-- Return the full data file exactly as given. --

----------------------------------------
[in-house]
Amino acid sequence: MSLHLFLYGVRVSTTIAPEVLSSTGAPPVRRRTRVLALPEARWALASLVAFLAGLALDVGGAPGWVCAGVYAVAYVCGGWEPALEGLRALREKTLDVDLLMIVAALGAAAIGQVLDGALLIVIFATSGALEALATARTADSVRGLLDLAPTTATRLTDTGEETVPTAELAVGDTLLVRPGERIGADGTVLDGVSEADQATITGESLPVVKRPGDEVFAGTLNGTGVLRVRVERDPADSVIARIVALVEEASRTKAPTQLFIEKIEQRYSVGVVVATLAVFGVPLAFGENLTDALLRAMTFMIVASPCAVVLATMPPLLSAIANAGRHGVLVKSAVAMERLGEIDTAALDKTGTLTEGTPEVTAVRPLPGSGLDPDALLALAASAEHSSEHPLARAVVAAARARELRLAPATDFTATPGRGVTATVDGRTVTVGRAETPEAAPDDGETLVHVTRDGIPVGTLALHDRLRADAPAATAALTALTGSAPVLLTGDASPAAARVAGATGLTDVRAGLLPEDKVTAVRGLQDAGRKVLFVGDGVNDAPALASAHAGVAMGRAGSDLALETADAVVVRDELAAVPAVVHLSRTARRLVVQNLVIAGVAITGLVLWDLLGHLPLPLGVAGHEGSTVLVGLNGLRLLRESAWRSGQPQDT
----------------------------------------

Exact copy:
[in-house]
Amino acid sequence: MSLHLFLYGVRVSTTIAPEVLSSTGAPPVRRRTRVLALPEARWALASLVAFLAGLALDVGGAPGWVCAGVYAVAYVCGGWEPALEGLRALREKTLDVDLLMIVAALGAAAIGQVLDGALLIVIFATSGALEALATARTADSVRGLLDLAPTTATRLTDTGEETVPTAELAVGDTLLVRPGERIGADGTVLDGVSEADQATITGESLPVVKRPGDEVFAGTLNGTGVLRVRVERDPADSVIARIVALVEEASRTKAPTQLFIEKIEQRYSVGVVVATLAVFGVPLAFGENLTDALLRAMTFMIVASPCAVVLATMPPLLSAIANAGRHGVLVKSAVAMERLGEIDTAALDKTGTLTEGTPEVTAVRPLPGSGLDPDALLALAASAEHSSEHPLARAVVAAARARELRLAPATDFTATPGRGVTATVDGRTVTVGRAETPEAAPDDGETLVHVTRDGIPVGTLALHDRLRADAPAATAALTALTGSAPVLLTGDASPAAARVAGATGLTDVRAGLLPEDKVTAVRGLQDAGRKVLFVGDGVNDAPALASAHAGVAMGRAGSDLALETADAVVVRDELAAVPAVVHLSRTARRLVVQNLVIAGVAITGLVLWDLLGHLPLPLGVAGHEGSTVLVGLNGLRLLRESAWRSGQPQDT